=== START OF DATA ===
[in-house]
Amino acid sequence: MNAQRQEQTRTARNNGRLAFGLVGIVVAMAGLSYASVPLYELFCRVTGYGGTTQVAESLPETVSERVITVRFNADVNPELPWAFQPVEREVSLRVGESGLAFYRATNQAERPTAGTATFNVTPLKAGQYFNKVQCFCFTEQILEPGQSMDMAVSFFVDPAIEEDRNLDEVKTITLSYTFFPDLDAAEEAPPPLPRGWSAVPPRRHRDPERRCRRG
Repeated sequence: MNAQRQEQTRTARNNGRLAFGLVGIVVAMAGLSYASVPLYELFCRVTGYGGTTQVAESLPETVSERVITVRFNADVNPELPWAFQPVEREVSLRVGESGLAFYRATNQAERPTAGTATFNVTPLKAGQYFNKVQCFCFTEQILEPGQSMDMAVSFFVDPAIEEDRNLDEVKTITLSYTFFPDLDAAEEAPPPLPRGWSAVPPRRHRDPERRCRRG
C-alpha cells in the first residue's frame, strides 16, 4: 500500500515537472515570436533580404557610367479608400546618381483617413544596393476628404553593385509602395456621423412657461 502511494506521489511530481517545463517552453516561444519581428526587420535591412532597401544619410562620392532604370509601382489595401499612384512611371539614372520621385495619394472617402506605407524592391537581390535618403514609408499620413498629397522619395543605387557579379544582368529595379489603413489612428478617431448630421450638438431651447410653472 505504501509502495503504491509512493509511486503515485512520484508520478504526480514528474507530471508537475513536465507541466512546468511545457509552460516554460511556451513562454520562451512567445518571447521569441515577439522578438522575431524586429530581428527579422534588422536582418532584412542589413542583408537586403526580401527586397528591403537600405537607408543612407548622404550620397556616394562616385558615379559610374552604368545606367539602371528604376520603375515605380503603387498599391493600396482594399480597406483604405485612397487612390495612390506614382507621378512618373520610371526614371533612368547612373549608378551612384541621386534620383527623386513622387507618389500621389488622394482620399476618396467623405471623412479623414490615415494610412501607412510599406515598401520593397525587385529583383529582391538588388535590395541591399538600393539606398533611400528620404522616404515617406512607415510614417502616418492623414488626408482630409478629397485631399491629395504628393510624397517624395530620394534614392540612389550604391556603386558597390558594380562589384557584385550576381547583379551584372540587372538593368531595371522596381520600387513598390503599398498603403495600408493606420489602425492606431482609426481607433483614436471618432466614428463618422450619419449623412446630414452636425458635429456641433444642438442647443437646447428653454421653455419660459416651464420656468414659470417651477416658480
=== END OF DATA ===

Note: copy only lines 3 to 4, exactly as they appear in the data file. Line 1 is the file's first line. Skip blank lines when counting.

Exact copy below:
Repeated sequence: MNAQRQEQTRTARNNGRLAFGLVGIVVAMAGLSYASVPLYELFCRVTGYGGTTQVAESLPETVSERVITVRFNADVNPELPWAFQPVEREVSLRVGESGLAFYRATNQAERPTAGTATFNVTPLKAGQYFNKVQCFCFTEQILEPGQSMDMAVSFFVDPAIEEDRNLDEVKTITLSYTFFPDLDAAEEAPPPLPRGWSAVPPRRHRDPERRCRRG
C-alpha cells in the first residue's frame, strides 16, 4: 500500500515537472515570436533580404557610367479608400546618381483617413544596393476628404553593385509602395456621423412657461 502511494506521489511530481517545463517552453516561444519581428526587420535591412532597401544619410562620392532604370509601382489595401499612384512611371539614372520621385495619394472617402506605407524592391537581390535618403514609408499620413498629397522619395543605387557579379544582368529595379489603413489612428478617431448630421450638438431651447410653472 505504501509502495503504491509512493509511486503515485512520484508520478504526480514528474507530471508537475513536465507541466512546468511545457509552460516554460511556451513562454520562451512567445518571447521569441515577439522578438522575431524586429530581428527579422534588422536582418532584412542589413542583408537586403526580401527586397528591403537600405537607408543612407548622404550620397556616394562616385558615379559610374552604368545606367539602371528604376520603375515605380503603387498599391493600396482594399480597406483604405485612397487612390495612390506614382507621378512618373520610371526614371533612368547612373549608378551612384541621386534620383527623386513622387507618389500621389488622394482620399476618396467623405471623412479623414490615415494610412501607412510599406515598401520593397525587385529583383529582391538588388535590395541591399538600393539606398533611400528620404522616404515617406512607415510614417502616418492623414488626408482630409478629397485631399491629395504628393510624397517624395530620394534614392540612389550604391556603386558597390558594380562589384557584385550576381547583379551584372540587372538593368531595371522596381520600387513598390503599398498603403495600408493606420489602425492606431482609426481607433483614436471618432466614428463618422450619419449623412446630414452636425458635429456641433444642438442647443437646447428653454421653455419660459416651464420656468414659470417651477416658480